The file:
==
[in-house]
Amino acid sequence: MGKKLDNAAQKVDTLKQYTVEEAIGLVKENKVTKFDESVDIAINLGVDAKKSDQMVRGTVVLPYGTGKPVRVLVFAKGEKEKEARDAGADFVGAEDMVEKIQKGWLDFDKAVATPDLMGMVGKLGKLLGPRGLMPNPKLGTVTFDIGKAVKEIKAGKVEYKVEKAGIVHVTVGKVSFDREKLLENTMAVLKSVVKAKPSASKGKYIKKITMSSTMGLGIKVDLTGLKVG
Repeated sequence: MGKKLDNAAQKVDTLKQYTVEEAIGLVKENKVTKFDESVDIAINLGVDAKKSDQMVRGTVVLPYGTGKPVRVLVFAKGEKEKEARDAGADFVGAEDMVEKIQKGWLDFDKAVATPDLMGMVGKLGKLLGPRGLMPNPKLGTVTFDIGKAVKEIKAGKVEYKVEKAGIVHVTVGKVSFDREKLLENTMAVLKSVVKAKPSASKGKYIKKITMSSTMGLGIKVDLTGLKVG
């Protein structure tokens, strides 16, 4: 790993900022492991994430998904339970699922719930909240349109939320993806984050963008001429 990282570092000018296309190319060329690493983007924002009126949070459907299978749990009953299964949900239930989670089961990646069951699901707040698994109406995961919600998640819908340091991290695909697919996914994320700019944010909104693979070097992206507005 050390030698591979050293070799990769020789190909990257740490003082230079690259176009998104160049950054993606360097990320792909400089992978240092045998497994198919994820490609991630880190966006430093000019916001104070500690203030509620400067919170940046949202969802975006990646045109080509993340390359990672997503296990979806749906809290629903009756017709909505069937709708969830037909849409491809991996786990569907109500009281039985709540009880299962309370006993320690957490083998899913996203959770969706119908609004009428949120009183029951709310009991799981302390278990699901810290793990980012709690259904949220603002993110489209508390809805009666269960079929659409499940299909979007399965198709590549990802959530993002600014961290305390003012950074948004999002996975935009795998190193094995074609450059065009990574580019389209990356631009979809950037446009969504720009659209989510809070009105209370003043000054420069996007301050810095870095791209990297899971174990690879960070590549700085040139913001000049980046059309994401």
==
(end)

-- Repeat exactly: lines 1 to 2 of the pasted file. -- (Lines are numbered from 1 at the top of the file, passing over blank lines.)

[in-house]
Amino acid sequence: MGKKLDNAAQKVDTLKQYTVEEAIGLVKENKVTKFDESVDIAINLGVDAKKSDQMVRGTVVLPYGTGKPVRVLVFAKGEKEKEARDAGADFVGAEDMVEKIQKGWLDFDKAVATPDLMGMVGKLGKLLGPRGLMPNPKLGTVTFDIGKAVKEIKAGKVEYKVEKAGIVHVTVGKVSFDREKLLENTMAVLKSVVKAKPSASKGKYIKKITMSSTMGLGIKVDLTGLKVG